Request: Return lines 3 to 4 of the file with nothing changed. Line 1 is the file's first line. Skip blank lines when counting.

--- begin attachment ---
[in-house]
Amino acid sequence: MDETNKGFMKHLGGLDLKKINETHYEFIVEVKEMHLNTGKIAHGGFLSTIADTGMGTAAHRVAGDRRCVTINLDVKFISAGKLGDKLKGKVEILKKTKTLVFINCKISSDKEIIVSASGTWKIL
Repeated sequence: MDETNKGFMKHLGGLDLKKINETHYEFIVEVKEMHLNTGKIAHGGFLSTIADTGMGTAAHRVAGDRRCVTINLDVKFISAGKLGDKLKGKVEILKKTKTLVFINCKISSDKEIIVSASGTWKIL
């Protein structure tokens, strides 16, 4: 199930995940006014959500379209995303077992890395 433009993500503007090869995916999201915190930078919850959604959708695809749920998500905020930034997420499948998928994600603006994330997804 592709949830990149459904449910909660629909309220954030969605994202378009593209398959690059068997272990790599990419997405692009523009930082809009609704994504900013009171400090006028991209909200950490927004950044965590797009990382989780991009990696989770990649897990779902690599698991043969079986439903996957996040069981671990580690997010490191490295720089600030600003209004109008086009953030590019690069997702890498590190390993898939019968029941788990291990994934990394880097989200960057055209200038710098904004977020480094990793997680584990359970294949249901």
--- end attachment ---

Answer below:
Repeated sequence: MDETNKGFMKHLGGLDLKKINETHYEFIVEVKEMHLNTGKIAHGGFLSTIADTGMGTAAHRVAGDRRCVTINLDVKFISAGKLGDKLKGKVEILKKTKTLVFINCKISSDKEIIVSASGTWKIL
């Protein structure tokens, strides 16, 4: 199930995940006014959500379209995303077992890395 433009993500503007090869995916999201915190930078919850959604959708695809749920998500905020930034997420499948998928994600603006994330997804 592709949830990149459904449910909660629909309220954030969605994202378009593209398959690059068997272990790599990419997405692009523009930082809009609704994504900013009171400090006028991209909200950490927004950044965590797009990382989780991009990696989770990649897990779902690599698991043969079986439903996957996040069981671990580690997010490191490295720089600030600003209004109008086009953030590019690069997702890498590190390993898939019968029941788990291990994934990394880097989200960057055209200038710098904004977020480094990793997680584990359970294949249901």